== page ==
T’was the night before NaNoWriMo and all through the house not a creature was stirring…lies! Bloody lies! I’m pumped! This is going to be a major challenge for me and I think I’ve got the cajones to get it done.

For those late to the party, I’ve signed up for NaNoWriMo (National Novel Writing Month), a challenge to write a 50,000 word novel from scratch in the month of November. It won’t be Vonnegut, but dammit I’d like to think I can string some nice sentences together. Also, I mentioned I am growing a mustache during the month with Mustaches for Kids, a group that raises money for the Make-A-Wish foundation. I’ve set a personal goal of raising at least $500. If you’d like to support me in this endeavour, please check out the website.

Back to the book: I had promised some training updates over the past five weeks and I really didn’t deliver any. To be fair I had the cold and the flu over that span. Yeah health! But, in case you were still curious, here’s a rough overview of how an “author” such as myself prepares to write (hint, it doesn’t include bicep curls of thesauruses):

1. Ideas

Random thoughts trickle into the head, spurred by heavenly inspiration, newspaper stories, popular culture (TV, movies, music, etc.), and the odd memory. Sometimes I just jot down a sentence or two of poetry or prose into a notebook to keep track of this. Or, in lieu of a notebook, my iPhone has been collecting bon mots for over a year now. 95% of these things may never turn into anything, but the ones that do can become the crux of the book. For example, in Something Like Ideal, a poem I wrote down in a notebook one night ended up forming the overall philosophy of the novel’s narrator.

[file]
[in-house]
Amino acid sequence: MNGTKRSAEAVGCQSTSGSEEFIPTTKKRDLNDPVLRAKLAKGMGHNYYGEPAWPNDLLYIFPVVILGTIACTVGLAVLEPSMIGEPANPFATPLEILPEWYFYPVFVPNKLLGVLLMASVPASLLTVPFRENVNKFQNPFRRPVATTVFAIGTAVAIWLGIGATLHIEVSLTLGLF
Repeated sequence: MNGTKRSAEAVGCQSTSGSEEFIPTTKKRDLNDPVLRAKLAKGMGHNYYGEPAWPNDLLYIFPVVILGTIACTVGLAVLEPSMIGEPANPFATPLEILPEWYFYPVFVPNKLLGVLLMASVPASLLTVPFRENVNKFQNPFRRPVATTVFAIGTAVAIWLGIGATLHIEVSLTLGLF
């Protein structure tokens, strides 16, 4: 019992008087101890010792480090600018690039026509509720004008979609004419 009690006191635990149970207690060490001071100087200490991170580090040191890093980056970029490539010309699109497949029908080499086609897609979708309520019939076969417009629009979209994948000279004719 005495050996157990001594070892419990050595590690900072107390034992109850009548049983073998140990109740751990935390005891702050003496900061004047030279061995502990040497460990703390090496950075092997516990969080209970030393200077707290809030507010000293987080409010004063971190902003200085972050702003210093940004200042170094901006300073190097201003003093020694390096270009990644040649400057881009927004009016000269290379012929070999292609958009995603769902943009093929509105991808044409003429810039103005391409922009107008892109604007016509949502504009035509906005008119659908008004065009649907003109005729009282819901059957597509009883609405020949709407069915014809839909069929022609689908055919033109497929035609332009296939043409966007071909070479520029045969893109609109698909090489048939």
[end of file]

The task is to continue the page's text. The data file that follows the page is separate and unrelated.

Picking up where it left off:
2. Plot

Not entirely essential, but once I get ideas flowing, creating a feeling or overarching thought for the book, a sense, if you will, they ultimately lead to a plot (or something like a plot). I’ve sketched out three outlines for NaNoWriMo. Each one could be its own book and I’m going to try one and see if it sticks. These really are just outlines and I let the writing fill in the pieces in between.

3. Characters

Characters before a book really are just husks that only become fully fleshed out as the writing occurs. I usually have a few notes on main characters, some traits, etc., but after that everything happens organically. Characters grow on their own as a story and its development progress. Often most of this growth occurs during “non-writing” periods: when I’m out and about, sitting on a bus, or at work. The characters become real in my thoughts.

4. Followthrough

Coffee. Determination. Sweat. Doubt. Coffee. Repeat one thousand times.

Anyways, NaNoWriMo officially begins tonight at midnight, but the disciplined writer in me has decided to refrain from upsetting the schedule. I’ll be up tomorrow morning at 6am to start and hope to maintain that time daily throughout the month. Hopefully I am well rested and bright and chipper. If not, there is always coffee.